The stage itself is little more than non-descript walls and a few needed furnishings to establish the setting; chairs, a table, etc. But hats off to Set Designer Ken Ambrose for his clever sliding door platform at the back of the stage. Two walls slide apart like a hidden compartment to reveal a stained glass window, a wall with many drawers, even an airport directional guide sign throughout the show. This simple set piece transforms the settings giving the actors a sense of new locations without needing excess props or furniture. And a well-deserved nod must go to Costumer Crystal Fergusson as she paints clear defining images of the characters by some of the outfits she assembles for them. The two most stunning pieces in the show come from the bright green well-fit dress of The Other Woman (Ana Maria Mutchler.) It isn’t red like you would expect but it creates the sassy nature intended for the character. And when Mrs. Gottlieb (Sarah Holt) first appears on the stage she creates a stunning image posed against the background of the stained glass window in a full length burgundy purplish fur coat and matching hat.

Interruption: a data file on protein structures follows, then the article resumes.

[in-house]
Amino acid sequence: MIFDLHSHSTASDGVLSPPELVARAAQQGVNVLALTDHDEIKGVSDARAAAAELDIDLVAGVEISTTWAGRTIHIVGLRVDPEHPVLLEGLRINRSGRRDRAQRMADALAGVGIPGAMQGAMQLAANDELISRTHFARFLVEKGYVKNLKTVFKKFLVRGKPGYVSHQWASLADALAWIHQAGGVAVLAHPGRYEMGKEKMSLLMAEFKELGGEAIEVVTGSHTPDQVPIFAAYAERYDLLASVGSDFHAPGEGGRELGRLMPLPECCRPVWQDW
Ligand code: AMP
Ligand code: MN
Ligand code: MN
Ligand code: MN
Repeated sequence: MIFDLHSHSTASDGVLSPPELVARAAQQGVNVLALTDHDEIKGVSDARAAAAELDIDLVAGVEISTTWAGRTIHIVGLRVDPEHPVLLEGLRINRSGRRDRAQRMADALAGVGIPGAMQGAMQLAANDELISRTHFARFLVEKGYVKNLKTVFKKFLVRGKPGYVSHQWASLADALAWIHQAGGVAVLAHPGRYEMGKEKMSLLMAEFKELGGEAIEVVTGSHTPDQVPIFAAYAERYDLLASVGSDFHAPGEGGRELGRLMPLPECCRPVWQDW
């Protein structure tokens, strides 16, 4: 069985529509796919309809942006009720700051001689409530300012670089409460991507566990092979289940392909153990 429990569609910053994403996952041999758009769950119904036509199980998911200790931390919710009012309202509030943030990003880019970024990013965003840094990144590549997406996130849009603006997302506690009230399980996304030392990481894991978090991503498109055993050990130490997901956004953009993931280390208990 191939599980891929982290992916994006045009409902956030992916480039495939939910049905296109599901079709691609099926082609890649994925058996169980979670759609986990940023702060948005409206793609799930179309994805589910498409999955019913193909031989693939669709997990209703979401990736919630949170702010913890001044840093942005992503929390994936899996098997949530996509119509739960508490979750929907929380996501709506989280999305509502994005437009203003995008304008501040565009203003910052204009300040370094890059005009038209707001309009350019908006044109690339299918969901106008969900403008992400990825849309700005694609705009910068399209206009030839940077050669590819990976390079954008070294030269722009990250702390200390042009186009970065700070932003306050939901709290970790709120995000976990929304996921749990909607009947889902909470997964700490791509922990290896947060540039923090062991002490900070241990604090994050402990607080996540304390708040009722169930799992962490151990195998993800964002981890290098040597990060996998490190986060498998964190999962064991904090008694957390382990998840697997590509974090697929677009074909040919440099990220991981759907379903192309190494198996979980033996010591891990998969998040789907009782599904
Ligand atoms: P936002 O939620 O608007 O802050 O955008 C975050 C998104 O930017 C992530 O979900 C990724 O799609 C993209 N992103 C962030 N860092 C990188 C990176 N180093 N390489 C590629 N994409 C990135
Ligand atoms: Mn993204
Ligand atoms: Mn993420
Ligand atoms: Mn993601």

With a cast of quirky characters there is a little something for everyone to relate to in this show. It is incredibly well cast and acted with varying levels of dynamic growth. Gordon (Andrew Greenleaf) has perhaps the most difficult role of all as he plays a very stiff character and spends most of his time being dead. But Greenleaf maintains an interesting character during the opening of act ii, having a monologue that is essentially addressed to the audience. He executes this time wisely, using a range of vocal volumes and physical expressions to tell his story rather than having the traditional build of a story unfolding. He jumps in exciting or angry moments but backs down to a more subdued tone during moments that are duller or more sentimental. And although the only person he ever interacts with is Jean (Alyssa Sanders) his vivid descriptions of his wife Hermia (Erin Gallalee) paint such a strong image that it is as if she is right there on stage beside him.